February is the month we celebrate love, which can be expensive if you don’t plan for it. If you're in any kind of a relationship, you should be …
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February is the month we celebrate love, which can be expensive
if you don’t plan for it.
If you're in any kind of a relationship, you should be planning
— and budgeting — for added expenses this month. You may think love
is free, but retailers have found a way to put a hefty price tag on
proving your love.
This is the time of year for fancy cards and gifts that are
purely for joy and expression. And since the demand on certain
popular gifts is higher in February, you may find yourself spending
more than you planned. The average consumer will spend about $120
on Valentine's purchases this year, according to the National
A dozen roses at almost any other time of year can cost you
anywhere from $25 to $50, depending on your choice of florist and
the type of roses you want. But when Valentine's Day rolls around,
prices can jump. According to Fox Business, the huge demand for
roses on a single day out of the year means that rose producers,
shippers and retailers have to increase volume dramatically. This
adds up to higher costs, which are up an average of $14 per dozen
If your honey is not into flowers, then candy is the second most
popular Valentine's Day gift item according to Forbes. Last year,
almost 50 percent of Valentine's shoppers planned to purchase candy
and the favorite — or about 75 percent — is chocolate. The price of
those fancy chocolates tends to follow the same price as the dozen
red roses. Increased demand dictates a higher price, either as
retailers have to pay more or as they simply see the opportunity
for some additional profit.
The 2011 Valentine's Day chocolate market could be even more of
a price jump due to political conditions in West Africa, which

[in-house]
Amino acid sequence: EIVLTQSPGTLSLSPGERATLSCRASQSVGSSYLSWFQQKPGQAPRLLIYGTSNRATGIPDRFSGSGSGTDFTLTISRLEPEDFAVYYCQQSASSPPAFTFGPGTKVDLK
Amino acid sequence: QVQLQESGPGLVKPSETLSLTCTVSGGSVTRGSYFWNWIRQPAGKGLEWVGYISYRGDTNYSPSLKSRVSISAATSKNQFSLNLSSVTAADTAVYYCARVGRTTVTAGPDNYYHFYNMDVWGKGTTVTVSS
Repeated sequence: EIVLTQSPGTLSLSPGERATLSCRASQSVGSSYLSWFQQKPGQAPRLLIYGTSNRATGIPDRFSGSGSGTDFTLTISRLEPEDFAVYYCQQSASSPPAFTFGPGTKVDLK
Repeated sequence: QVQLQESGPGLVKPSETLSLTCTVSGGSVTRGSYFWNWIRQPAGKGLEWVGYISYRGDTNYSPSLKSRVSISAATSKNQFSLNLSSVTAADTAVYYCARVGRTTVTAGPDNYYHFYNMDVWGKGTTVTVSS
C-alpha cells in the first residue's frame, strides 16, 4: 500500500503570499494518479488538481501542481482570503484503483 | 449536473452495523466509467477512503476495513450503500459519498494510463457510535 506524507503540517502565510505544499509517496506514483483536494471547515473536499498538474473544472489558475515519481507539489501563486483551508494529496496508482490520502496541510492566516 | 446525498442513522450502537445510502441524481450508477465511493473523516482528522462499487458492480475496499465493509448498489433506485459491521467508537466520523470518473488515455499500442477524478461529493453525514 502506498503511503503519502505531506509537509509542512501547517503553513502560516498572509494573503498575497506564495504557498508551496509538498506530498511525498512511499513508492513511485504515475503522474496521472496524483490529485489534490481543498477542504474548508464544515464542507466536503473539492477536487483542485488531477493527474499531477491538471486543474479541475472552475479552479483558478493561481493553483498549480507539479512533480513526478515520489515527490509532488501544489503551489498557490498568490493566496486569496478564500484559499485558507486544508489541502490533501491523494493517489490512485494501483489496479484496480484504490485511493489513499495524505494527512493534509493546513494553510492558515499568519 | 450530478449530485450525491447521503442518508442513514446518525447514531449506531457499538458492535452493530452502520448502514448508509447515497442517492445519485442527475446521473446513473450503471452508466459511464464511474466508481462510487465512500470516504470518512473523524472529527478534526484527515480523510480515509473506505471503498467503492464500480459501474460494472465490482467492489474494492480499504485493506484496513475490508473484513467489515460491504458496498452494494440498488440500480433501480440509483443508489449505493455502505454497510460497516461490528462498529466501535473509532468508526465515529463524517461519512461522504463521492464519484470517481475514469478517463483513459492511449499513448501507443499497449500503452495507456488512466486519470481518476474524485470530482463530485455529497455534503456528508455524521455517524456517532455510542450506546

supplies some 80 percent of the world's cocoa beans. A short supply
and a big demand mean only one end result for consumers: A higher
Dinner out is a nice choice for couples. However many
restaurants offer Valentine “specials” which often include items
you might not normally purchase, such as several courses and a nice
bottle of wine. Consumers are expected to shell out around $3.4
billion on dining out as a Valentine's gift this month. A cupid's
dinner out is likely to cost from $30 to $200 more than an average
While the splurge may be worth it, the savvy consumer will be
aware that any meal eaten out on Valentine's Day will cost more
than it would any other time for the same food. Increased demand
and eager consumers result in higher prices.
This is the month to prove what you feel all year long. Make it
special by being creative and romantic. You might find it is
cheaper. However, if peace in your relationship is worth the higher
prices, just be aware you'll be paying dearly for it, and budget
Patricia Kummer has been an independent certified financial
planner for 25 years and is president of Kummer Financial
Strategies Inc., a registered investment advisor in Highlands
Ranch. She welcomes your questions at www.kummerfinancial.com or
call the economic hotline at 303-683-5800. Any material discussed
is meant for informational purposes only and not a substitute for
individual advice. Excerpts taken from Financial Edge.
Visit Kummer Financial Strategies Inc.
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